Heartworm in Cats: Causes, Symptoms, Treatment

Heartworms can cause serious and potentially fatal disease in cats. Read on to find out more about heartworm in cats, including how cats get heartworm, heartworm symptoms and how to protect your cat

Heartworm in cats
Heartworm in cats

What are heartworms?

Heartworms are a type of parasitic worm that primarily affect dogs, but cats can also be affected. Heartworm infections occur across mainland Australia, but they are particularly prevalent in areas where mosquitoes are more common (tropical regions).

How do cats get heartworm?

Mosquitoes transmit both heartworm in cats and heartworm in dogs. Dogs are the primary host of heartworm. Adult female heartworms living in an infested dog produce tiny juvenile worms called microfilariae. When a mosquito takes a blood meal from a dog with circulating microfilariae, some of these are taken up. After a short period of development in the mosquito, these juvenile worms can be passed to another dog (or cat) when the mosquito takes another blood meal.

Difference between heartworms in cats vs heartworms in dogs

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There are some important differences between heartworm in cats and heartworm in dogs. The dog is a natural host for heartworms. This means that heartworms can mature into adults inside dogs and the adult worms then mate and produce offspring. Cats are an atypical host for heartworms and most heartworms in cats do not survive to the adult stage. This doesn't mean that heartworms are not a problem for cats; even without becoming adults, immature heartworm can cause significant lung disease in cats.

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Symptoms of heartworm in cats

Heartworm disease in cats can be very serious. Symptoms of heartworm in cats may include:

  • Coughing
  • Difficulty breathing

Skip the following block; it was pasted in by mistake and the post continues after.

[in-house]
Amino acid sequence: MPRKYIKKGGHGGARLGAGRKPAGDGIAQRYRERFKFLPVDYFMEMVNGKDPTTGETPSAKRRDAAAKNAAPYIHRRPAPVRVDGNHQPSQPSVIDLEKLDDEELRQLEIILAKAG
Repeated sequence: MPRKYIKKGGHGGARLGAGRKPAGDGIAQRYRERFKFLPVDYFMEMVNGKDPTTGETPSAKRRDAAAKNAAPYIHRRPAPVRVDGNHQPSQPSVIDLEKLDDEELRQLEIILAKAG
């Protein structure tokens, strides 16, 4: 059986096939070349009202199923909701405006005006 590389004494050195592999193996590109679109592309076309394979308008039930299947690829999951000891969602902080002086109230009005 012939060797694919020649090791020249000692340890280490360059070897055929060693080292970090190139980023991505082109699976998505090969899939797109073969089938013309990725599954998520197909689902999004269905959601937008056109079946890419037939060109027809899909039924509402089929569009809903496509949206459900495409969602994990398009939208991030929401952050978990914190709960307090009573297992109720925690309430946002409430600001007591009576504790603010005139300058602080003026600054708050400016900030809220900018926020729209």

• Vomiting
  • Decreased appetite
  • Weight loss
  • Difficulty walking
  • Fainting
  • Fluid accumulation in the abdomen

Unfortunately, the first heartworm sign in some cases is sudden collapse or sudden death.

Treatment of heartworm in cats

Unfortunately, there is no approved drug to treat existing heartworm infections in cats and the prescription medication used by vets for heartworm treatment in dogs is not safe for cats. Your vet may recommend other supportive care options.

Prevention of heartworm in cats

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Heartworm disease in cats can be fatal and there are no approved drugs to treat heartworm infections in cats. For these reasons, using heartworm prevention is extremely important.

Monthly treatment with NexGard SPECTRA® for Cats prevents heartworm disease in cats, as well as providing protection against fleas, ticks, mites, lungworm and intestinal worms (including tapeworms). It provides the most complete parasite protection, all in one easy, monthly application.

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  • Can cats get heartworm?

    Yes, cats can become infected with heartworm and significant lung disease can occur in cats due to the inflammatory response to the immature worms.

  • Is heartworm in cats treatable?

    There are no medications approved to treat existing heartworm infections in cats but your vet may recommend supportive care and monitoring. As treatment options are limited, using heartworm prevention all year-round is very important.

  • How to detect heartworm in cats?

    Diagnosing heartworm in cats can be difficult because cats typically have very low numbers of adult heartworms. Diagnosis may involve xrays, ultrasound and different types of blood tests.



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